Tuesday, 05 June 2012
Guest post from Elizabeth at www.rockabyeparents.com
As society has changed so has our vocabulary. Eventually we wizen up and realize that certain terms that had been acceptable are actually cruel and should no longer be used. Of course such things never change overnight, and there are always those that continue to use the terms.
“Retarded” is one such word. As an educator I cringe at even the thought of this word. Many years ago this word, taken from mental retardation, was used to refer to people who had disabilities. It was used during a time when we were farm more ignorant of such disabilities and it was used to refer to a person that had any type of one (since at the time specific ones weren’t classified). Eventually it became derogatory slang that was used to refer to people or things that the speaker thought was stupid.
As we advanced into the 90’s though, great strides were made with classifying disabilities. We started to see that someone with a disability wasn’t stupid or retarded. Instead we started to see that they had a learning disability, or a cognitive impairment, or Autism. As these distinctions started to be made we realized how hurtful the use of the word “retarded” was and slowly over time it because unacceptable and disappeared from our vocabularies (at least for most of us).
Fast forward to 2012, a Texas high school, Mesquite High, is compiling their yearbook. Someone has the idea to design a section that recognizes the kids in the school that have special needs. From there things go terribly wrong.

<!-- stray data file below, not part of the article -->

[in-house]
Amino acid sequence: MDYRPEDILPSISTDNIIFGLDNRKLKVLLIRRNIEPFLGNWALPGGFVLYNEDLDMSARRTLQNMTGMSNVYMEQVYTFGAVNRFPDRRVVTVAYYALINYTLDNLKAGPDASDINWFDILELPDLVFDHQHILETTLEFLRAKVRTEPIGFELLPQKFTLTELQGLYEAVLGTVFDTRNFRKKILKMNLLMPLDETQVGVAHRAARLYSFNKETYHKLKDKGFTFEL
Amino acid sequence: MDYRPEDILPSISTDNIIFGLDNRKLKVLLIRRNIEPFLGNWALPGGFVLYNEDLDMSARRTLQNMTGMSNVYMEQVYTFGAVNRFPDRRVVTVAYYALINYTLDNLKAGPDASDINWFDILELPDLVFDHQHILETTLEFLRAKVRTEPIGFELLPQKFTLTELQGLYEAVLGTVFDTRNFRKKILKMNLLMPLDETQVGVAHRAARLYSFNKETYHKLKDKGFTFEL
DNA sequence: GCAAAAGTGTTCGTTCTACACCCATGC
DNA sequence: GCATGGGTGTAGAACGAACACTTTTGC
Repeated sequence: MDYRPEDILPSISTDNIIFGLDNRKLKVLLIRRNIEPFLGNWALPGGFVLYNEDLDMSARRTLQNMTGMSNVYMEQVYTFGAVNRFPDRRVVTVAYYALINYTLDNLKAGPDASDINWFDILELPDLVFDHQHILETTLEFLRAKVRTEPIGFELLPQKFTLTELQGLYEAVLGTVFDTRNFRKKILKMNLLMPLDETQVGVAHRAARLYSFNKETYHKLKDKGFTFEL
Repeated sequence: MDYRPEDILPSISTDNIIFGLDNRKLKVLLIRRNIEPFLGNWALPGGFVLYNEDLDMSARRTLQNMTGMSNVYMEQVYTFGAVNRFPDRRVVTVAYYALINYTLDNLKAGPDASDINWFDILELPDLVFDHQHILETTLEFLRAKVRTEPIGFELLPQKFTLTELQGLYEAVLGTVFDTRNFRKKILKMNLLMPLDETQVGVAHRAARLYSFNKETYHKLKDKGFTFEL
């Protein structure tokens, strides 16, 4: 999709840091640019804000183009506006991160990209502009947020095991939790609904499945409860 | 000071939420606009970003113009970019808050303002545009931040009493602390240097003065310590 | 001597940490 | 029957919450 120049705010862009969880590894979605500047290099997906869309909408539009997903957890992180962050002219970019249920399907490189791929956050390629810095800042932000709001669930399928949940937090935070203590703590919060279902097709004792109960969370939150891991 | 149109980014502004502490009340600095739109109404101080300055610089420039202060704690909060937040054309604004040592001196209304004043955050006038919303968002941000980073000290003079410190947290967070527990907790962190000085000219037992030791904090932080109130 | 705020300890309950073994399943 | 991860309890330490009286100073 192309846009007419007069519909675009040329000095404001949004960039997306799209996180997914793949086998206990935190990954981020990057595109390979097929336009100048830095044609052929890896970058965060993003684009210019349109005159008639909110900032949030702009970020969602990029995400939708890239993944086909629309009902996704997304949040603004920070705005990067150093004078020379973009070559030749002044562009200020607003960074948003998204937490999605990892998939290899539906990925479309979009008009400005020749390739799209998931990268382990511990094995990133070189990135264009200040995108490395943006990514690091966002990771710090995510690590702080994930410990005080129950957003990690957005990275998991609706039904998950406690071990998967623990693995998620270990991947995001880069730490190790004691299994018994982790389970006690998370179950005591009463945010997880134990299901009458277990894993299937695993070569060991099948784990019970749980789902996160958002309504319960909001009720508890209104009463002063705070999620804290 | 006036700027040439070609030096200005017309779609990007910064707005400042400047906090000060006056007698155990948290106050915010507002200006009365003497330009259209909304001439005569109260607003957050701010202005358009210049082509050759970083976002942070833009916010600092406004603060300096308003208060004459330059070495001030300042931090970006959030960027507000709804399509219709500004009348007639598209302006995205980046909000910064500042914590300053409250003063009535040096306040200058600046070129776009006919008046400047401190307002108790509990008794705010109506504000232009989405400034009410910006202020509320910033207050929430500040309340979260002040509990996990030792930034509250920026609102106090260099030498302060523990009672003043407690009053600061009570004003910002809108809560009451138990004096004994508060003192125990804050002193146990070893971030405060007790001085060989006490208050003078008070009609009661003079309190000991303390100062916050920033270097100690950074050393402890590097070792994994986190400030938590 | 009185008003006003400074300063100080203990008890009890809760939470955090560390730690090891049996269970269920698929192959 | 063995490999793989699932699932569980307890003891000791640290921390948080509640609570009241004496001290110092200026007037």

The other day when the student body received their yearbooks the section highlighting the special needs students was there. Part of the page said: ‘Some of the disabilities the students in the Special Education Program have are being blind, deaf or non-verbal…(students’ names) are both blind, deaf as well as mentally retarded.’
Not surprisingly this passage sent the community into an uproar. Such language is in no way acceptable and many felt that the section did nothing more than point fingers and single out the students with special needs. The big question though is how did such wording manage to be approved and sent to the printers? A teacher should have overseen the whole process, and it is shocking that they allowed it.
My guess is that the student who thought up the section was just trying to show that the students with special needs are an important part of the school. Had the page been tastefully done, with politically correct language, then that message might have come across.
To correct the mistake the school has demanded that all students turn their yearbooks back in so that the mistake can be fixed. The principal has also said that he will personally call and apologize to the families of the students that were named on the page.
Read the entire article HERE.
What would your reaction be if you saw such a section in your child's yearbook?